Sunday morning, I woke up exhausted. I'd probably only slept a total of 30 minutes the night before due to my sore/itchy throat. This wasn't a good way to start the day. But because running is practically 100% mental, I put my running stuff on, laced up my shoes, and ate my pre-race breakfast (a cliff bar and a banana).
We arrived downtown around 5:45 a.m. We huddled together to fight off the teensy chill in the air and before we knew it, we were crammed into the crowd of the start line. I looked over and happened to see my MOMS bible study teacher. So I got one last pre-race photo.
If you're a legit runner, the first part of the race is a real drag. You spend your energy trying to get around the massive amounts of people that are slower than you. But if you're a not-as-legit runner like me, the first part of the race is pretty relaxing.
At mile 3, I felt very settled. My pace was consistent and I was on my way to accomplishing my first goal in the race: finish the first 5 miles within an hour. At mile marker 5, I looked down at my watch and it said 57 minutes. Yes!
By mile 6, I felt great. Then, I saw Sara at her usual spot on Western and got an extra boost of energy. Seriously, you people that cheer, make signs, sit on your porch drinking coffee, track us on your iPhone apps, hold out your hands to give high fives - all of you are important. And we all love you.
(Side note: Sara was in her spot at the race talking to Reese on the phone who was at home tracking my bib number. Quite a pair of best friends I've got. :))
I was relieved to have hit my 5 mile goal earlier than planned because around mile 9, I started getting tired. I felt my legs getting heavier and I was frustrated that I felt this way before even getting to mile 10. But luckily, I made my second goal in the race: finish 10 miles by 1:55. I was on my way to demolishing my previous year's time.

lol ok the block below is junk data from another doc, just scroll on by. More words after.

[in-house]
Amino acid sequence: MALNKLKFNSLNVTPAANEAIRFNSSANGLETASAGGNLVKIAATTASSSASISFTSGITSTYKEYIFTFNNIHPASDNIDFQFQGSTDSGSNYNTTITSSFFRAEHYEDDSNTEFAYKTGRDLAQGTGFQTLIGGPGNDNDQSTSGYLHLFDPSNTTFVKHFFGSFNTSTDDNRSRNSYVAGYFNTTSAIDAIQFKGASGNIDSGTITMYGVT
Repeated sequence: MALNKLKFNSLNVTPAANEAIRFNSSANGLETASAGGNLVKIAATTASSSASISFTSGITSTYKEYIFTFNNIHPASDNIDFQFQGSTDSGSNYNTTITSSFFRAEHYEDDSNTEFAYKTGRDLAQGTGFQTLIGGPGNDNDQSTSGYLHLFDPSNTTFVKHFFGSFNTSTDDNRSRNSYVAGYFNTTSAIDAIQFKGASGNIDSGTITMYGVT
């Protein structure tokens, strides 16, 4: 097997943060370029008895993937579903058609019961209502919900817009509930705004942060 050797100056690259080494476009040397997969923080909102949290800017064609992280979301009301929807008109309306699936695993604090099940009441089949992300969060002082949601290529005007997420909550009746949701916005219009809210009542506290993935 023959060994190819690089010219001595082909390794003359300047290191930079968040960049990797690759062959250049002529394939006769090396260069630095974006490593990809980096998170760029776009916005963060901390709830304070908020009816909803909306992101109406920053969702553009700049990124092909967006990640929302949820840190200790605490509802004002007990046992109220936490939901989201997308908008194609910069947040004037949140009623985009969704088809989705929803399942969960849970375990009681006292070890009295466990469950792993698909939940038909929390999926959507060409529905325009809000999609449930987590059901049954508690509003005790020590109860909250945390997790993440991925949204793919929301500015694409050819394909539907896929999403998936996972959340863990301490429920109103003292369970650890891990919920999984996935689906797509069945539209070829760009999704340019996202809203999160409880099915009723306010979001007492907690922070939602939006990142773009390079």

But after that, something just switched off. It got so incredibly hard. I can blame it on the sun coming out or my lack of sleep or my sore throat. But no matter what the cause, I was slowing down. Way down.
I was pushing as hard as I could and I felt like there was nothing left in me. I kept running and when I finally saw Broadway up ahead, I was relieved. Like last year, I knew that if I wanted to beat my previous time, I needed to pick it up. It took my legs awhile to receive this message from my brain. I turned onto Broadway and it wasn't until I saw the word "FINISH" that my legs started moving faster.
I crossed the finish line and with an average pace of 11:46, my final time was 2:34:15.
My lofty goal for this half was 2:25 and my real goal was around 2:30. If I would've just bumped my pace up to 11 minutes at mile 10,
I could've finished under 2:30. If, if, if. I've been running these
"ifs" through my head ever since the race ended. Even though I finished 2 minutes and 33 seconds
faster than last year, I was slightly disappointed. Yes, I definitely wanted to beat my time last
year, but I was hoping to shave off more than that. Part of me thinks I could've pushed harder and part of me thinks I pushed as hard as I possibly could. Either way, it has driven me to run another half. And not just my annual OKC Memorial half. I mean, soon. I want to prove to myself that I can do it in 2:30. Right now, the Route 66 Marathon in Tulsa is in my gaze. I will conquer!
But more than PRs and sore muscles, I'll come away with something unique this year. In the minutes it took me to approach the finish line, it felt like I did hours of thinking. The sides were packed with
spectators. People were here to celebrate friends, family, and complete
strangers even though this very scene was full of tragedy just 2 weeks
before. People refused to be cornered by the senseless acts of two
young guys. Fear would not define them. It really was inspiring. In
that moment, I was so proud to be a runner and an Oklahoman.
Any other fellow OKC Memorial marathoners out there? How was your run?